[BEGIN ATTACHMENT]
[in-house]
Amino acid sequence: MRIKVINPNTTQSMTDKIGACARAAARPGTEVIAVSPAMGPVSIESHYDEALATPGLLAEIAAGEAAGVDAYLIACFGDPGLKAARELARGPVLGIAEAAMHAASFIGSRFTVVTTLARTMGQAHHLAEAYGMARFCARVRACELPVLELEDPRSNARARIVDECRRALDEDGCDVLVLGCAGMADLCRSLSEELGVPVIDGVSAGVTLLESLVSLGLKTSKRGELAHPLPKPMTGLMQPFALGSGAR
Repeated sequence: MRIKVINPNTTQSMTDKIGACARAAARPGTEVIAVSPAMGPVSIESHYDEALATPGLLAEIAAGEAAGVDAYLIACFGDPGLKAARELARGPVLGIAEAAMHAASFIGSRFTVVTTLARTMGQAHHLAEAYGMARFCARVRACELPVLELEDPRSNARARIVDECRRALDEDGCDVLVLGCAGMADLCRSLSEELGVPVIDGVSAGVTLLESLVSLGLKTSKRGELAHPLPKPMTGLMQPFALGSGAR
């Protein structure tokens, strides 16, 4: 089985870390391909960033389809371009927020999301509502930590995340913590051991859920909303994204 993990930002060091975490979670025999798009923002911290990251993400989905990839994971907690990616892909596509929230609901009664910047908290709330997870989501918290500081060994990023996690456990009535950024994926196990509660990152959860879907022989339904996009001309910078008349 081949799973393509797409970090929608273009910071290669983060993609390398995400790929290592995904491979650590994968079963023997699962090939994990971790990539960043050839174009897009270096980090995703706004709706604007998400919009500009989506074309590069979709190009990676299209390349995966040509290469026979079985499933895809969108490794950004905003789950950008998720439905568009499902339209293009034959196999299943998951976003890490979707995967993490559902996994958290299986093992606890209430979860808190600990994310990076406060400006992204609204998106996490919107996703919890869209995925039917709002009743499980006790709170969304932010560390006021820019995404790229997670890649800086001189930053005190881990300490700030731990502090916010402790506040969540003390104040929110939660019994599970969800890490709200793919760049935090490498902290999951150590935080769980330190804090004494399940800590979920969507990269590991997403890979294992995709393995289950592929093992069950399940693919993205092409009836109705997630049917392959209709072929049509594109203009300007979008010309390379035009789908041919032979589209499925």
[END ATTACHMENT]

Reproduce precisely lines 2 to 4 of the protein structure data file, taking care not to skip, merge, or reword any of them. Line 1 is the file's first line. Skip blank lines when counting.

Amino acid sequence: MRIKVINPNTTQSMTDKIGACARAAARPGTEVIAVSPAMGPVSIESHYDEALATPGLLAEIAAGEAAGVDAYLIACFGDPGLKAARELARGPVLGIAEAAMHAASFIGSRFTVVTTLARTMGQAHHLAEAYGMARFCARVRACELPVLELEDPRSNARARIVDECRRALDEDGCDVLVLGCAGMADLCRSLSEELGVPVIDGVSAGVTLLESLVSLGLKTSKRGELAHPLPKPMTGLMQPFALGSGAR
Repeated sequence: MRIKVINPNTTQSMTDKIGACARAAARPGTEVIAVSPAMGPVSIESHYDEALATPGLLAEIAAGEAAGVDAYLIACFGDPGLKAARELARGPVLGIAEAAMHAASFIGSRFTVVTTLARTMGQAHHLAEAYGMARFCARVRACELPVLELEDPRSNARARIVDECRRALDEDGCDVLVLGCAGMADLCRSLSEELGVPVIDGVSAGVTLLESLVSLGLKTSKRGELAHPLPKPMTGLMQPFALGSGAR
């Protein structure tokens, strides 16, 4: 089985870390391909960033389809371009927020999301509502930590995340913590051991859920909303994204 993990930002060091975490979670025999798009923002911290990251993400989905990839994971907690990616892909596509929230609901009664910047908290709330997870989501918290500081060994990023996690456990009535950024994926196990509660990152959860879907022989339904996009001309910078008349 081949799973393509797409970090929608273009910071290669983060993609390398995400790929290592995904491979650590994968079963023997699962090939994990971790990539960043050839174009897009270096980090995703706004709706604007998400919009500009989506074309590069979709190009990676299209390349995966040509290469026979079985499933895809969108490794950004905003789950950008998720439905568009499902339209293009034959196999299943998951976003890490979707995967993490559902996994958290299986093992606890209430979860808190600990994310990076406060400006992204609204998106996490919107996703919890869209995925039917709002009743499980006790709170969304932010560390006021820019995404790229997670890649800086001189930053005190881990300490700030731990502090916010402790506040969540003390104040929110939660019994599970969800890490709200793919760049935090490498902290999951150590935080769980330190804090004494399940800590979920969507990269590991997403890979294992995709393995289950592929093992069950399940693919993205092409009836109705997630049917392959209709072929049509594109203009300007979008010309390379035009789908041919032979589209499925």